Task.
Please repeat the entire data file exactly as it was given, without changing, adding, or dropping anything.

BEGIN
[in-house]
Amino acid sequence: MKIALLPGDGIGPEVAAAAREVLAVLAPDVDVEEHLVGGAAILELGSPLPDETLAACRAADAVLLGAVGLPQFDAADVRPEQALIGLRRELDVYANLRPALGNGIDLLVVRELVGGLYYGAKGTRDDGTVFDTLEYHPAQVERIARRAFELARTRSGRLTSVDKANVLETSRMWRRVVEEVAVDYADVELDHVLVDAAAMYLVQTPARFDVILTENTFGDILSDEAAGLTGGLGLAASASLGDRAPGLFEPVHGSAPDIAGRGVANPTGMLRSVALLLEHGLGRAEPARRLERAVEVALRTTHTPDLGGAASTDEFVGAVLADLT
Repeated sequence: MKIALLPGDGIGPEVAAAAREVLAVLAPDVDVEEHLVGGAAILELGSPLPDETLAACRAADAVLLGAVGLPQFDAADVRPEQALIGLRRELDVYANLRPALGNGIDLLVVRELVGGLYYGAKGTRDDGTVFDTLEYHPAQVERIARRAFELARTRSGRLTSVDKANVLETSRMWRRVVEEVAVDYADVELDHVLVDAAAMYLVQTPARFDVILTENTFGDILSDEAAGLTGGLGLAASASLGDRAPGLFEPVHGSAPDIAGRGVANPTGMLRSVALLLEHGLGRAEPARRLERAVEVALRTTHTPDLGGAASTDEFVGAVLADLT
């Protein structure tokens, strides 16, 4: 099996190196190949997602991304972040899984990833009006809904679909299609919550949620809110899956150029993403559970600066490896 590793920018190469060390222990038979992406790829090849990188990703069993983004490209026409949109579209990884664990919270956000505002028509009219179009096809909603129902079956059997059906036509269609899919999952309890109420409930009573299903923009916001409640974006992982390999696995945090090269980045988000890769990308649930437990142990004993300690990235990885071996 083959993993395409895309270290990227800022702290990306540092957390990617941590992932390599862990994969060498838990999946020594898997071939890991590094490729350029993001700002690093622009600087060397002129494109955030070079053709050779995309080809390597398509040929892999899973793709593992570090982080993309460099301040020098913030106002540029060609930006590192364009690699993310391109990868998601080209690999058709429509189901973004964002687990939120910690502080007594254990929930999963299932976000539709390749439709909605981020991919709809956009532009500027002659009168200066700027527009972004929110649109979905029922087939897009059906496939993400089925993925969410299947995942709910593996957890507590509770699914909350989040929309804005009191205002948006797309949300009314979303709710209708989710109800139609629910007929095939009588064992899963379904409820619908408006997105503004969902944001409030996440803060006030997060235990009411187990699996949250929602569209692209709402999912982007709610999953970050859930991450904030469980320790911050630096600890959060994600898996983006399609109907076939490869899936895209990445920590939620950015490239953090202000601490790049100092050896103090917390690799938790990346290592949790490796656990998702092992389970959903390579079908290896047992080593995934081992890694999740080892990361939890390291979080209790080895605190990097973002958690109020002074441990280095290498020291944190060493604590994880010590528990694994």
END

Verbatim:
[in-house]
Amino acid sequence: MKIALLPGDGIGPEVAAAAREVLAVLAPDVDVEEHLVGGAAILELGSPLPDETLAACRAADAVLLGAVGLPQFDAADVRPEQALIGLRRELDVYANLRPALGNGIDLLVVRELVGGLYYGAKGTRDDGTVFDTLEYHPAQVERIARRAFELARTRSGRLTSVDKANVLETSRMWRRVVEEVAVDYADVELDHVLVDAAAMYLVQTPARFDVILTENTFGDILSDEAAGLTGGLGLAASASLGDRAPGLFEPVHGSAPDIAGRGVANPTGMLRSVALLLEHGLGRAEPARRLERAVEVALRTTHTPDLGGAASTDEFVGAVLADLT
Repeated sequence: MKIALLPGDGIGPEVAAAAREVLAVLAPDVDVEEHLVGGAAILELGSPLPDETLAACRAADAVLLGAVGLPQFDAADVRPEQALIGLRRELDVYANLRPALGNGIDLLVVRELVGGLYYGAKGTRDDGTVFDTLEYHPAQVERIARRAFELARTRSGRLTSVDKANVLETSRMWRRVVEEVAVDYADVELDHVLVDAAAMYLVQTPARFDVILTENTFGDILSDEAAGLTGGLGLAASASLGDRAPGLFEPVHGSAPDIAGRGVANPTGMLRSVALLLEHGLGRAEPARRLERAVEVALRTTHTPDLGGAASTDEFVGAVLADLT
């Protein structure tokens, strides 16, 4: 099996190196190949997602991304972040899984990833009006809904679909299609919550949620809110899956150029993403559970600066490896 590793920018190469060390222990038979992406790829090849990188990703069993983004490209026409949109579209990884664990919270956000505002028509009219179009096809909603129902079956059997059906036509269609899919999952309890109420409930009573299903923009916001409640974006992982390999696995945090090269980045988000890769990308649930437990142990004993300690990235990885071996 083959993993395409895309270290990227800022702290990306540092957390990617941590992932390599862990994969060498838990999946020594898997071939890991590094490729350029993001700002690093622009600087060397002129494109955030070079053709050779995309080809390597398509040929892999899973793709593992570090982080993309460099301040020098913030106002540029060609930006590192364009690699993310391109990868998601080209690999058709429509189901973004964002687990939120910690502080007594254990929930999963299932976000539709390749439709909605981020991919709809956009532009500027002659009168200066700027527009972004929110649109979905029922087939897009059906496939993400089925993925969410299947995942709910593996957890507590509770699914909350989040929309804005009191205002948006797309949300009314979303709710209708989710109800139609629910007929095939009588064992899963379904409820619908408006997105503004969902944001409030996440803060006030997060235990009411187990699996949250929602569209692209709402999912982007709610999953970050859930991450904030469980320790911050630096600890959060994600898996983006399609109907076939490869899936895209990445920590939620950015490239953090202000601490790049100092050896103090917390690799938790990346290592949790490796656990998702092992389970959903390579079908290896047992080593995934081992890694999740080892990361939890390291979080209790080895605190990097973002958690109020002074441990280095290498020291944190060493604590994880010590528990694994």